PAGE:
In announcing Tuesday’s contract ratification, the USW Local 6500 leadership cynically declared, “[W]e could not have reached this settlement without your incredible support and the principled stand you took through this difficult process.” This is rich coming from the same USW bureaucrats who unanimously recommended the first concessions-laden contract proposed by Vale in May.

To the extent that Vale’s concession demands were rebuffed, this was not because workers lended “support” to the USW bureaucrats. Rather it was only because miners defied the union’s unanimous recommendation and voted down the first tentative contract agreement by a 70 percent majority.

The USW did, however, succeed in pushing through a similar concessionary deal at Vale’s Port Colborne facility, further weakening the Sudbury workers’ position. Undoubtedly, the concessions imposed at Port Colborne, including the attacks on retiree health care and drug coverage, will be cited in future bargaining to demand further rollbacks in Sudbury.

Throughout the strike, the Local 6500 leadership continued to defend its endorsement of the initial concessions-filled deal, with brazen lies that it was forced to recommend it to the membership by non-existent labour laws.

In reality, the union bureaucracy’s readiness to act as enforcer of the company’s contract demands drew back the curtain on the unsavoury corporatist ties between Vale and the USW, and the union and big business as a whole. This is a relationship that has developed over the past four decades, during which the USW has forced through round after round of job losses and wage, pension and benefit cuts throughout the steel, aluminum, and mining industries in Canada and the United States.

The Steelworkers’ union did all it could to keep the Vale strikers isolated from other sections of the working class, including members of the same union engaged in similar struggles. Two weeks ago, the USW shut down a strike by more than 1,100 Allegheny Technologies workers in six US states by imposing a sellout contract that will mean the loss of hundreds of jobs.

Following passage of the contract, Dino Otranto, chief operating officer for Vale’s North Atlantic operations and Asian refineries, enthused that Vale management and the USW had reached “common ground” and called for increased union-management collaboration to “make this business successful for us all.”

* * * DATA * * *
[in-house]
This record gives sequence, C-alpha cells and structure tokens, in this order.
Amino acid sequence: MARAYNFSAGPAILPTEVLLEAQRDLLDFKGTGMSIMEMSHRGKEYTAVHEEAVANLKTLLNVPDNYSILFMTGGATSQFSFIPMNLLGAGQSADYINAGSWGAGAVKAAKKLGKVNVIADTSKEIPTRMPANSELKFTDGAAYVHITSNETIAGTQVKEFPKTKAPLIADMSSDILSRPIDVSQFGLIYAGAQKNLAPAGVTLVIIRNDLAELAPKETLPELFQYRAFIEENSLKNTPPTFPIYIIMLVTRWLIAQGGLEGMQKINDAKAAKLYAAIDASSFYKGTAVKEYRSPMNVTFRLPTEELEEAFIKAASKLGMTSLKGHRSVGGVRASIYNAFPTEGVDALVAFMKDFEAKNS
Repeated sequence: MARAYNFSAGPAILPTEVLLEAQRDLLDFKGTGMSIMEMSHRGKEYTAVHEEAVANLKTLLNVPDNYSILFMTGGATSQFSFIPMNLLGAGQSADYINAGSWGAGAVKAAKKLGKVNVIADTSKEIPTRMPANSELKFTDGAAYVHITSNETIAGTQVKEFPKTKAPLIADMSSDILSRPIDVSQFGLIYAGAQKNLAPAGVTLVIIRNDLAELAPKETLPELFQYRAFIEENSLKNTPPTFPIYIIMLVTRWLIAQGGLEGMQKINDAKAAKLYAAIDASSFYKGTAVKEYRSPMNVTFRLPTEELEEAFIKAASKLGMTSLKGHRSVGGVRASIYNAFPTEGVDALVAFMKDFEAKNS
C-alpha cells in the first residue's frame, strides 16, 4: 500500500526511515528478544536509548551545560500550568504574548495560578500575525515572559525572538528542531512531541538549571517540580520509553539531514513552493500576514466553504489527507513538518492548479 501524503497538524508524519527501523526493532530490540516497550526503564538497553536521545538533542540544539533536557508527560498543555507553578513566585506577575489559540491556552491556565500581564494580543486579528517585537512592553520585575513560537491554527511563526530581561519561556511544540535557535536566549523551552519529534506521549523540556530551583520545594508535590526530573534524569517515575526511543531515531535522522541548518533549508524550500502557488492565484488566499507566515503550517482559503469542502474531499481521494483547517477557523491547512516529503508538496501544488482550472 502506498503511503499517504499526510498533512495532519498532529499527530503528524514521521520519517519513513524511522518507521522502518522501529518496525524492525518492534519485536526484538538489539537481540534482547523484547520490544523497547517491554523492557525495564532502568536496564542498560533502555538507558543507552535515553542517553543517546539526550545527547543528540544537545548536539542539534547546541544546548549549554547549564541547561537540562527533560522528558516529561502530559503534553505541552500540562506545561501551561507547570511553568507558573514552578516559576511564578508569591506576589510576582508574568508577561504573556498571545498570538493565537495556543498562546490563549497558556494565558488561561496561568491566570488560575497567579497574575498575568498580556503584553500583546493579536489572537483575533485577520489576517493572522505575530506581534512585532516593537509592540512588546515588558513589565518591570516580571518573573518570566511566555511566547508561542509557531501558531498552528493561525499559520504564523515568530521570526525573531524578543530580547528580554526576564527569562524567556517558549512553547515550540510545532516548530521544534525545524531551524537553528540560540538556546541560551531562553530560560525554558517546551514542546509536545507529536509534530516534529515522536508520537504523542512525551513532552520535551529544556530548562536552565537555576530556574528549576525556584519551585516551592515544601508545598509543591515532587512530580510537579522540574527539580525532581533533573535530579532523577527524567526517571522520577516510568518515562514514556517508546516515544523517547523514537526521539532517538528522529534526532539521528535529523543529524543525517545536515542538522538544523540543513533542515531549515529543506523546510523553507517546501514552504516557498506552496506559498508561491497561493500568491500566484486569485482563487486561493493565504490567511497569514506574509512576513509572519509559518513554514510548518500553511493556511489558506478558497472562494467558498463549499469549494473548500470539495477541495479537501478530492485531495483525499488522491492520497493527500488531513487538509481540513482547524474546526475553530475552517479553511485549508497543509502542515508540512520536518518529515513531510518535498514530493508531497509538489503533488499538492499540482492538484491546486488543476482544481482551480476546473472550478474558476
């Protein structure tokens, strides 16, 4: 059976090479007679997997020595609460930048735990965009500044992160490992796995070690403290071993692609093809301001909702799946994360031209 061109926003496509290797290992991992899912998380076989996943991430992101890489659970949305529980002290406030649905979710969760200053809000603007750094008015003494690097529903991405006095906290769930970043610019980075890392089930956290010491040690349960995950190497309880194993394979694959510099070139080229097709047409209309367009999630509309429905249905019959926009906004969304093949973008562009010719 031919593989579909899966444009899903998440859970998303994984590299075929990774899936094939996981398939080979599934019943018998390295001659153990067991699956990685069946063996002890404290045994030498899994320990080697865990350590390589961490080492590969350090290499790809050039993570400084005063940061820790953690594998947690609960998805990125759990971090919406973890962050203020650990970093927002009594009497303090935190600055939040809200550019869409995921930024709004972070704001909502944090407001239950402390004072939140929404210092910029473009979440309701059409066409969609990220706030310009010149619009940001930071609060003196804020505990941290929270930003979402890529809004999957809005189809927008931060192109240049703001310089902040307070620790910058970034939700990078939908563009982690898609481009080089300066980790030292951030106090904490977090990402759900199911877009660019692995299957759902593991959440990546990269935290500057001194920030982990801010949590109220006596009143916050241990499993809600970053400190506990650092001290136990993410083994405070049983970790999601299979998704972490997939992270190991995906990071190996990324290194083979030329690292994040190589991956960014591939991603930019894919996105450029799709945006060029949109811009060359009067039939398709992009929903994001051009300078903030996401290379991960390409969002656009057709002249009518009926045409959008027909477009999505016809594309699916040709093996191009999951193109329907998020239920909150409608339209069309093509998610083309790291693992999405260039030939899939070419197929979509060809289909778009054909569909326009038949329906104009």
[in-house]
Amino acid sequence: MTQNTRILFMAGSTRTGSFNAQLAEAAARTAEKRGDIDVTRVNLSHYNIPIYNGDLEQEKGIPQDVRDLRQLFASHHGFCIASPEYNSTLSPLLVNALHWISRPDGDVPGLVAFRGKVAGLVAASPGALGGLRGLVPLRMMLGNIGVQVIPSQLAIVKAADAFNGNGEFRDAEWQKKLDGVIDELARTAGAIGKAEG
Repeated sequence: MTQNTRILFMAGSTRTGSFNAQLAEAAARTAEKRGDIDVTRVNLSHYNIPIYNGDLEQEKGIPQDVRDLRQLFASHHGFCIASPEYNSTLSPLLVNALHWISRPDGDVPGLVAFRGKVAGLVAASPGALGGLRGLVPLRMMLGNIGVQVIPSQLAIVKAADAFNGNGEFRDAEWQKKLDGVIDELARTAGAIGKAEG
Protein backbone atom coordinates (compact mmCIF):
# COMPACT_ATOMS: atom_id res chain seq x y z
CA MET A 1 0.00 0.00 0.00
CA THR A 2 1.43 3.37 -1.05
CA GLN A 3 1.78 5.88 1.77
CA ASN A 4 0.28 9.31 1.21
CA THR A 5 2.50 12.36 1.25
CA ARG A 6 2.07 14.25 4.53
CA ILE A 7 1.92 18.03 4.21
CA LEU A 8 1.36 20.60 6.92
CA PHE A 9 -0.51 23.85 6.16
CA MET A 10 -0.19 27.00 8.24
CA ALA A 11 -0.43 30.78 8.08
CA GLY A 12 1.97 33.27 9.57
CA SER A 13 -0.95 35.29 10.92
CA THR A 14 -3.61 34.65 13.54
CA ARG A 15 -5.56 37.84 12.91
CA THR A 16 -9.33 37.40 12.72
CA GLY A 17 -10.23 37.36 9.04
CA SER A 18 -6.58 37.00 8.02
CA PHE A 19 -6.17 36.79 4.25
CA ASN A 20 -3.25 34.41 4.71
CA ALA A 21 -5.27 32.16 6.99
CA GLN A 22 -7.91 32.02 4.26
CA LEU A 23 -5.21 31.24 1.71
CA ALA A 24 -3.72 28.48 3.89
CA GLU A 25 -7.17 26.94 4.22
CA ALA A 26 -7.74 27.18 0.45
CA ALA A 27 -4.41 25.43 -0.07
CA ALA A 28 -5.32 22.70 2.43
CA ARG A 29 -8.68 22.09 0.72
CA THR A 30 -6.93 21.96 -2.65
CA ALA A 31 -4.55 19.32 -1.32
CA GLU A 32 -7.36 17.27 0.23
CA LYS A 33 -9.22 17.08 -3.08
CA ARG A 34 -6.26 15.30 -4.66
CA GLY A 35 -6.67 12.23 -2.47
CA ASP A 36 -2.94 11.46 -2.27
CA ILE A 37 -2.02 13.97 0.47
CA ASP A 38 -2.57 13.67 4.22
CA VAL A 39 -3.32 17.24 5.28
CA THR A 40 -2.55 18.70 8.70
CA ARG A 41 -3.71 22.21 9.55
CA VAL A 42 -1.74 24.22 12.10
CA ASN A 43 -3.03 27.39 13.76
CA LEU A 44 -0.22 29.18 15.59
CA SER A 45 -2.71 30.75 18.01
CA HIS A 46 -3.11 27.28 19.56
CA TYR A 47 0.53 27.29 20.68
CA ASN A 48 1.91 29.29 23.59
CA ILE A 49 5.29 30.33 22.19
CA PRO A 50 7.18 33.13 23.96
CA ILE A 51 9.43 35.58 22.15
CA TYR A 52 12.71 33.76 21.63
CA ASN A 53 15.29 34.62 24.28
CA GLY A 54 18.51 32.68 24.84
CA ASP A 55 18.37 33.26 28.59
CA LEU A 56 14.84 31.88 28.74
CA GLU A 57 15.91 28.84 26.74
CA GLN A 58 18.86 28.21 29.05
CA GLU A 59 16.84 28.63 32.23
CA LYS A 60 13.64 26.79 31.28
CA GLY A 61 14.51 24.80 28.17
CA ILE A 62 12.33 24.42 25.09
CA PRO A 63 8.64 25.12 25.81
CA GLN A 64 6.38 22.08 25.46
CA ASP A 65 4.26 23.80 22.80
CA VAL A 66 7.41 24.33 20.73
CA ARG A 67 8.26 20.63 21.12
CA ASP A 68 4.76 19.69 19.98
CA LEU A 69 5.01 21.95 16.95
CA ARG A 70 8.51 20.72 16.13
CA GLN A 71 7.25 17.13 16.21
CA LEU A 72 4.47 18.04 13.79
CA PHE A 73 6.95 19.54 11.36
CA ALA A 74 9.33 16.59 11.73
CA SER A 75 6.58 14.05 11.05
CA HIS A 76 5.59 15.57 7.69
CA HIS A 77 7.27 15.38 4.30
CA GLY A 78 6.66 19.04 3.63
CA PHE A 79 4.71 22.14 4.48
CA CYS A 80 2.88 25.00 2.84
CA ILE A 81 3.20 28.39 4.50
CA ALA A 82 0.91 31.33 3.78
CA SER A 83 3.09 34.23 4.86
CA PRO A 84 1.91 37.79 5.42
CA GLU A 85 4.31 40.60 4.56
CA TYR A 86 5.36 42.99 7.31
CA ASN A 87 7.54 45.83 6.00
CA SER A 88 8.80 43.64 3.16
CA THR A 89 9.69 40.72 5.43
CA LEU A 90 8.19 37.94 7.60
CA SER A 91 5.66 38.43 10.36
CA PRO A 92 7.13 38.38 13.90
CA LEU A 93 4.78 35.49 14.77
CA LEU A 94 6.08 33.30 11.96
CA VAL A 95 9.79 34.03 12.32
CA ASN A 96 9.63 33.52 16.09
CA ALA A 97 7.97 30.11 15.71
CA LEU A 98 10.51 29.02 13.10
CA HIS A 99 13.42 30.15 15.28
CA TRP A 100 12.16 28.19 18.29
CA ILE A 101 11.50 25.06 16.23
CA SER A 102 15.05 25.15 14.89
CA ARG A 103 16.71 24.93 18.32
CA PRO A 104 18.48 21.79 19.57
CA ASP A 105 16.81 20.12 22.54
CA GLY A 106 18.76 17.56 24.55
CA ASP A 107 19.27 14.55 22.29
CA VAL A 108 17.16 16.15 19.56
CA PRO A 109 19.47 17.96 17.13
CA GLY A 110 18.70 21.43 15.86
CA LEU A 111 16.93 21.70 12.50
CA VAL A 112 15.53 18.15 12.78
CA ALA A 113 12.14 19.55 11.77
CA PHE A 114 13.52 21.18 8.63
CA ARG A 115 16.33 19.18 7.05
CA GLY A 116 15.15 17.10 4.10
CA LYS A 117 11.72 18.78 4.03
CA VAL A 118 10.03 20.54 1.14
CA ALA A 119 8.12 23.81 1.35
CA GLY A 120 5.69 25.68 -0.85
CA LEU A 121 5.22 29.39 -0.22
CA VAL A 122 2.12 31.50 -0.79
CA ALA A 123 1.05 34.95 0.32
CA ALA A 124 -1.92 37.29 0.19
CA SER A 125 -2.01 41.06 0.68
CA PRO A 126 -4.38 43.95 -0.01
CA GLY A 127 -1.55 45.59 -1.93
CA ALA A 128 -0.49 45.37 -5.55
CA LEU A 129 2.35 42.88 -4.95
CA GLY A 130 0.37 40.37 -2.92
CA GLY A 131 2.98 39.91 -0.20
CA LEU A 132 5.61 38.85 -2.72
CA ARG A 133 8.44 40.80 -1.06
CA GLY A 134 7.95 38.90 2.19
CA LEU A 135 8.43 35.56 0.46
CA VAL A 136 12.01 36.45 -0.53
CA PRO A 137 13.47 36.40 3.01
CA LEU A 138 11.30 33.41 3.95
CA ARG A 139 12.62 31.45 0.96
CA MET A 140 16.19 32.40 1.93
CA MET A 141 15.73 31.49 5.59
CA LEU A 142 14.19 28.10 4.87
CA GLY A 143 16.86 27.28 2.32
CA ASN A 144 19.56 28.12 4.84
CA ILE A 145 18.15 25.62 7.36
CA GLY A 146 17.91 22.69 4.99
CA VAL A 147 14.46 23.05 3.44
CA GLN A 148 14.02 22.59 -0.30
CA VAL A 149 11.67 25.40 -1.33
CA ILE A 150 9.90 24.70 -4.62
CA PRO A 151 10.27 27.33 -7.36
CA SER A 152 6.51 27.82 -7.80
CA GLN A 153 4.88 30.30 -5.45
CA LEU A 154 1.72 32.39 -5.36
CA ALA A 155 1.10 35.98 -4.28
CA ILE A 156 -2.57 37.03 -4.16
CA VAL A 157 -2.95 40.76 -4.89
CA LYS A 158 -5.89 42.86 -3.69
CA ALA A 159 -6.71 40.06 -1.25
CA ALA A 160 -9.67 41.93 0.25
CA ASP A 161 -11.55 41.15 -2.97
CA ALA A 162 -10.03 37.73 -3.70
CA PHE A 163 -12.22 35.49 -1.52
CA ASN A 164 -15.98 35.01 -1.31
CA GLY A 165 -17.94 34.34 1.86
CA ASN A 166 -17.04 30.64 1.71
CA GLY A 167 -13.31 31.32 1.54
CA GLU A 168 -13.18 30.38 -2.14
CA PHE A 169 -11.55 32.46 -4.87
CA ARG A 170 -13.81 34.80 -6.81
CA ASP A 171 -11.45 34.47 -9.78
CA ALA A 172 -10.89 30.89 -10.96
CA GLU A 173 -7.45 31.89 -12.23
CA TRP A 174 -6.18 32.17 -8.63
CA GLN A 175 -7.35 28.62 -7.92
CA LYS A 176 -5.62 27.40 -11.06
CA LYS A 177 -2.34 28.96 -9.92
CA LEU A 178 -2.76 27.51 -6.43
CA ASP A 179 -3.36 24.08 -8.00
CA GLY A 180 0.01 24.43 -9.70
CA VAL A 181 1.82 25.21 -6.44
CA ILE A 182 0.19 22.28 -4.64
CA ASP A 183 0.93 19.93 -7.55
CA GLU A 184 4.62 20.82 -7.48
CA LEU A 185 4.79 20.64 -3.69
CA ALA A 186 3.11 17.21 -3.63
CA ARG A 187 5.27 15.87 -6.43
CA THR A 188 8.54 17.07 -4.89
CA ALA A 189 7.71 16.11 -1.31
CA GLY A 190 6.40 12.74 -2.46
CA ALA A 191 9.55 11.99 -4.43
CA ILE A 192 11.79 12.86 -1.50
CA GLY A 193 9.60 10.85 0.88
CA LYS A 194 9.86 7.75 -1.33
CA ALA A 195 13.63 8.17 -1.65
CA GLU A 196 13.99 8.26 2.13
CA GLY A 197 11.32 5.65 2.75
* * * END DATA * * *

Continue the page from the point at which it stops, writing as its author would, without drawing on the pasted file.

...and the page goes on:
Otranto has already spelled out what this will mean. The union must assist the company in imposing a massive reduction in labour costs so as to make its Sudbury operation globally “competitive.” At a Vale virtual town hall held this past June, the Vale boss threateningly told workers that the company’s Sudbury operations “occupy the highest cost position of any mines on the planet.” This could not continue. Cuts and “efficiencies” were an inevitability, according to Otranto. He insisted that increased scrutiny of labour costs, pace of work and automation to reduce the workforce further will be aggressively pursued by management as it develops its long-term strategy.

While the USW bureaucrats and Vale management no doubt have plenty they can agree on, Otranto’s remarks underline the fact that Vale workers confront a war on two fronts. On the one hand, they face Vale’s endless demands for concessions and cuts, and on the other the USW’s complicity in imposing them. The USW and unions in every country are increasingly seen by workers for what they really are: corrupt, pro-capitalist and nationalist apparatuses that collaborate with management to impose its socially retrogressive demands.

Workers internationally have begun to draw the lessons of decades of wage and benefit reductions, speed-up and job losses. In a series of struggles in Canada and the United States, workers have rebelled against the unions’ attempts to enforce concessions. Rank-and-file committees, independent from the union apparatus, have been formed by teachers, in auto assembly and parts plants and in the warehouses of logistics companies. This must be the next step for Canadian miners and steelworkers as they prepare to face the company–union attacks already being hatched in the corporate boardrooms.